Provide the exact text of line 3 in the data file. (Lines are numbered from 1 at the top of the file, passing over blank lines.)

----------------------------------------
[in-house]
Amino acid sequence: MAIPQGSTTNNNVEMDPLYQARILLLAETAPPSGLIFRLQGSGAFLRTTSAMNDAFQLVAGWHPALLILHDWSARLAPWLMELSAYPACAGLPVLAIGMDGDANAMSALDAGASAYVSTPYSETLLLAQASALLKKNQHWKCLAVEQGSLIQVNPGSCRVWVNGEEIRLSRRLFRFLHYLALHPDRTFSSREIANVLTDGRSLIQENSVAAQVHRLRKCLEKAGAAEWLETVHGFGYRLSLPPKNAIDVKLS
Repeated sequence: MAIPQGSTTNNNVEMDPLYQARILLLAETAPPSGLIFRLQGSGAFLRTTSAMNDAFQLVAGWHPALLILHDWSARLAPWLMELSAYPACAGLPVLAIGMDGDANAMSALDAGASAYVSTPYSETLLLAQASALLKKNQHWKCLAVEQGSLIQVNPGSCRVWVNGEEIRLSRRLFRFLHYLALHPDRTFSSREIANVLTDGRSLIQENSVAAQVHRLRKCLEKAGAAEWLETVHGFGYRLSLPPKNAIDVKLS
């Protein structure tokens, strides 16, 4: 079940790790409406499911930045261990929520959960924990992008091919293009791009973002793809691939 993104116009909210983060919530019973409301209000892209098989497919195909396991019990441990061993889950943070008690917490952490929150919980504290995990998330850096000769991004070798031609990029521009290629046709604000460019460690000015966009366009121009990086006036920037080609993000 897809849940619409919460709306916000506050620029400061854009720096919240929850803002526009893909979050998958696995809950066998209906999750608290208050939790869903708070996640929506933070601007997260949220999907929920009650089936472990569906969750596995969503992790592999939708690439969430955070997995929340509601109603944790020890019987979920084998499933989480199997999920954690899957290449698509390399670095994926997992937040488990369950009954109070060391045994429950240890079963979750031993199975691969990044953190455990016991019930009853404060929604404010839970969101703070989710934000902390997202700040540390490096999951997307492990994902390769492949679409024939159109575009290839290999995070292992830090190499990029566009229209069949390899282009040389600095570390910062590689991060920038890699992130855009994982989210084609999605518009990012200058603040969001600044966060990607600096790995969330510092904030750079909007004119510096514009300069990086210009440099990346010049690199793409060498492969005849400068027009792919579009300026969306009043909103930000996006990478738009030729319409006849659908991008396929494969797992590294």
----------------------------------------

Repeated sequence: MAIPQGSTTNNNVEMDPLYQARILLLAETAPPSGLIFRLQGSGAFLRTTSAMNDAFQLVAGWHPALLILHDWSARLAPWLMELSAYPACAGLPVLAIGMDGDANAMSALDAGASAYVSTPYSETLLLAQASALLKKNQHWKCLAVEQGSLIQVNPGSCRVWVNGEEIRLSRRLFRFLHYLALHPDRTFSSREIANVLTDGRSLIQENSVAAQVHRLRKCLEKAGAAEWLETVHGFGYRLSLPPKNAIDVKLS